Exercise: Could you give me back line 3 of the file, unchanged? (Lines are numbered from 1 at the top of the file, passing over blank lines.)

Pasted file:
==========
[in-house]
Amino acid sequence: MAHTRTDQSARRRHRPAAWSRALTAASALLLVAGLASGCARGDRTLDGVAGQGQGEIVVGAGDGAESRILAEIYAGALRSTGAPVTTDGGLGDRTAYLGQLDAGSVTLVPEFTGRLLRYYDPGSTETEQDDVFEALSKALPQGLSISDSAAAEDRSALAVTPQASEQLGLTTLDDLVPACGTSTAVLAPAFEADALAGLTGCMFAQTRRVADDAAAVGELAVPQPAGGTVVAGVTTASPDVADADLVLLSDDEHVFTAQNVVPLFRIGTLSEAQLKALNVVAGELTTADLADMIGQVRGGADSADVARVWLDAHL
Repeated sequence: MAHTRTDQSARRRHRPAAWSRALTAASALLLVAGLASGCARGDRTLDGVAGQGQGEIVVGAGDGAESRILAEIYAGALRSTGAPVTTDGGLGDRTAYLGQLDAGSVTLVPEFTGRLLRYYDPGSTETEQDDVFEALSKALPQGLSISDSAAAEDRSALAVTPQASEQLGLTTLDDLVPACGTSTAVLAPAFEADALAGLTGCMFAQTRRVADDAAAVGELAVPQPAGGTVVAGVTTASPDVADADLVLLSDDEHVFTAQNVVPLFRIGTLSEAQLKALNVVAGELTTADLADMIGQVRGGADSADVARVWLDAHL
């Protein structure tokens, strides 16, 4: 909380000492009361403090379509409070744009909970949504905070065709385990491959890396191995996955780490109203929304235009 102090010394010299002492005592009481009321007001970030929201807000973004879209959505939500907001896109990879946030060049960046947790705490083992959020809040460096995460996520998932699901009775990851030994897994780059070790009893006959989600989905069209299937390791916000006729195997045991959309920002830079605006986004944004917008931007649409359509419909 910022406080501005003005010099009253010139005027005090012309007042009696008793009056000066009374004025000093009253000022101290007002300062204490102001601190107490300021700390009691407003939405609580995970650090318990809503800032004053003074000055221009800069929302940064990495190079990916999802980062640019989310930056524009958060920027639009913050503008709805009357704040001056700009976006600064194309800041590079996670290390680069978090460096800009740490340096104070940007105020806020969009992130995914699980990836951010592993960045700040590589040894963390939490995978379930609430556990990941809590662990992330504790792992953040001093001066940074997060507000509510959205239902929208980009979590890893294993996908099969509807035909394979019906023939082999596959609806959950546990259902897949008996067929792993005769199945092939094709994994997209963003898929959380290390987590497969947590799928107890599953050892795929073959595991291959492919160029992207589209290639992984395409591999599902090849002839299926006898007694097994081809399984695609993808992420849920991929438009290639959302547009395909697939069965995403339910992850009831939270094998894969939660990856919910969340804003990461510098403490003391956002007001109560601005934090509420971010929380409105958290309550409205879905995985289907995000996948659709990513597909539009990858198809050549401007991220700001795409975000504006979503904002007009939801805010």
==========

Repeated sequence: MAHTRTDQSARRRHRPAAWSRALTAASALLLVAGLASGCARGDRTLDGVAGQGQGEIVVGAGDGAESRILAEIYAGALRSTGAPVTTDGGLGDRTAYLGQLDAGSVTLVPEFTGRLLRYYDPGSTETEQDDVFEALSKALPQGLSISDSAAAEDRSALAVTPQASEQLGLTTLDDLVPACGTSTAVLAPAFEADALAGLTGCMFAQTRRVADDAAAVGELAVPQPAGGTVVAGVTTASPDVADADLVLLSDDEHVFTAQNVVPLFRIGTLSEAQLKALNVVAGELTTADLADMIGQVRGGADSADVARVWLDAHL